Dunn said the idea was initially proposed by Commissioner Larry Smith in a conversation at a recent Knox County Republican meeting and was subsequently endorsed by Knox County Mayor Tim Burchett. Massey said “a number of other constituents” had also supported the idea.
Both legislators said they also support partisan elections for school board members, though Massey said she does not plan to push forward with the bill unless the Knox County Commission passes a resolution of support.
“I personally like partisan elections,” she said in an interview. “It gives the voters a base to know a candidate’s core philosophy.”
Dunn voiced similar sentiments.
“It gives people more information,” he said. “It gives them kind of an idea what a person’s philosophy would be, whether more liberal or more conservative.”
Those who do not wish to be categorized as a Republican or Democrat, Dunn noted, can still run as an Independent.
Dunn and Massey both said the measure was not aimed at anyone now serving on a school board.
Thirty-five years ago, Tennessee voters went to the polls and approved 12 of 13 amendments to the state constitution that had been proposed by the Constitutional Convention of 1977.
Next year, Tennessee voters will go to the polls and, probably, approve two amendments to the state constitution presented them by the state Legislature.
Much more uncertain is whether the Legislature in 2013 will decide to present voters with an amendment revisiting the subject of the amendment rejected in March 1978 and, if so, what the voters will do about it. In the past and in the future, the subject was a restructuring of the way we select Tennessee’s top judges.
Interestingly, the two amendments that will be subject to statewide referendum in 2014 both relate to court decisions. So did some of the items approved 35 years ago. It seems a majority of we Tennesseans can agree about what to do in reaction to judges; not on what to do about selecting the judges themselves. Or at least the judges who Tennessee voters can directly impact.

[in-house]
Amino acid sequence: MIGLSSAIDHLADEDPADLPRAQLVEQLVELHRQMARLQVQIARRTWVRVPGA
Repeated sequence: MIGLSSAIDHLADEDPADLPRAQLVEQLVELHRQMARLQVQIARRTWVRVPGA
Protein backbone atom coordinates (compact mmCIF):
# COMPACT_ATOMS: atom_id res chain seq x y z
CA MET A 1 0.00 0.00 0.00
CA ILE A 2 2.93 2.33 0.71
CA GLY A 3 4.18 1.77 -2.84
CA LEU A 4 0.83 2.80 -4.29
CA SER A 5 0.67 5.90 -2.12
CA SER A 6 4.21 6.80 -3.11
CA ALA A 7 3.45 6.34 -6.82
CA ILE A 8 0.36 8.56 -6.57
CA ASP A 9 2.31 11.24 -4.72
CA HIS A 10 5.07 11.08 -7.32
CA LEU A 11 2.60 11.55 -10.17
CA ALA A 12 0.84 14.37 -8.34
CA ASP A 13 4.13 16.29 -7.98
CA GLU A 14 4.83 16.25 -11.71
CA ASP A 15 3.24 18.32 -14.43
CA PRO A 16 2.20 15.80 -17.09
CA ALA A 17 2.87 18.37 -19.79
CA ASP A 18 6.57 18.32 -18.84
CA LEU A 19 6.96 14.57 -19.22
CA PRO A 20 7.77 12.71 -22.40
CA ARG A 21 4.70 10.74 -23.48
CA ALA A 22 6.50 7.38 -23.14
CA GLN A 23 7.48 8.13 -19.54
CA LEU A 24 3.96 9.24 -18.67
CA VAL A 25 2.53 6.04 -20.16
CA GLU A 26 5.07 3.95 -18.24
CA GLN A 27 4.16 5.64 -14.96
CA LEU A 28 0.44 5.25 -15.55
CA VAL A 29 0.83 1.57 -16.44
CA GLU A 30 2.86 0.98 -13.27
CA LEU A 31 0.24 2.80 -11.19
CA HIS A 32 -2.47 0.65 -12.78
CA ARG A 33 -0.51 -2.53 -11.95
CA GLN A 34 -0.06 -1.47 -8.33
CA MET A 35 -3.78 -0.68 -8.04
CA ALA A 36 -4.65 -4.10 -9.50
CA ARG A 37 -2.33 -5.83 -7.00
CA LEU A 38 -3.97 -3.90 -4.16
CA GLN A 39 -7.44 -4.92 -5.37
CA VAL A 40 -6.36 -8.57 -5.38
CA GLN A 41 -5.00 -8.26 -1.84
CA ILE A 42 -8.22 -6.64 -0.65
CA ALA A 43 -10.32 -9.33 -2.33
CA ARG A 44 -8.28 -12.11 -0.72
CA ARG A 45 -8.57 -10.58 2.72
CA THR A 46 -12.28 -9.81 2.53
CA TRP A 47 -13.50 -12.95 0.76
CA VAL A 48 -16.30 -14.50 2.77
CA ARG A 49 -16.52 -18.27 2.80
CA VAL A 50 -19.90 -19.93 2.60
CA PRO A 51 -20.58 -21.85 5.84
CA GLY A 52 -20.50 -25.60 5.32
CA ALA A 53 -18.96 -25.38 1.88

A judge has voided Pigeon Forge’s liquor-by-the-drink election and ordered a new vote.
From Jim Balloch’s report: It all fermented down to this: In the controversial Nov. 6 referendum that approved liquor by the drink for Pigeon Forge, there was no fraud.
But a series of errors by poll workers that let nearly 300 ineligible people vote are enough to invalidate the election and require a new poll, Chancellor Telford Forgety ruled Thursday.
“It is clear that this election must be set aside,” Forgety said. “The results of the election are without question incurably uncertain.”
He added: “There is no evidence of any intentional fraud by anybody. No evidence whatsoever … (these were) good faith mistakes.”
Forgety ordered a new election held in 45 to 60 days, as state law requires when an election has been overturned.
With dozens of spectators on hand to see the proceedings, the case was moved from the small Chancery Court courtroom to the larger room where Sevier County Commission holds its public meetings.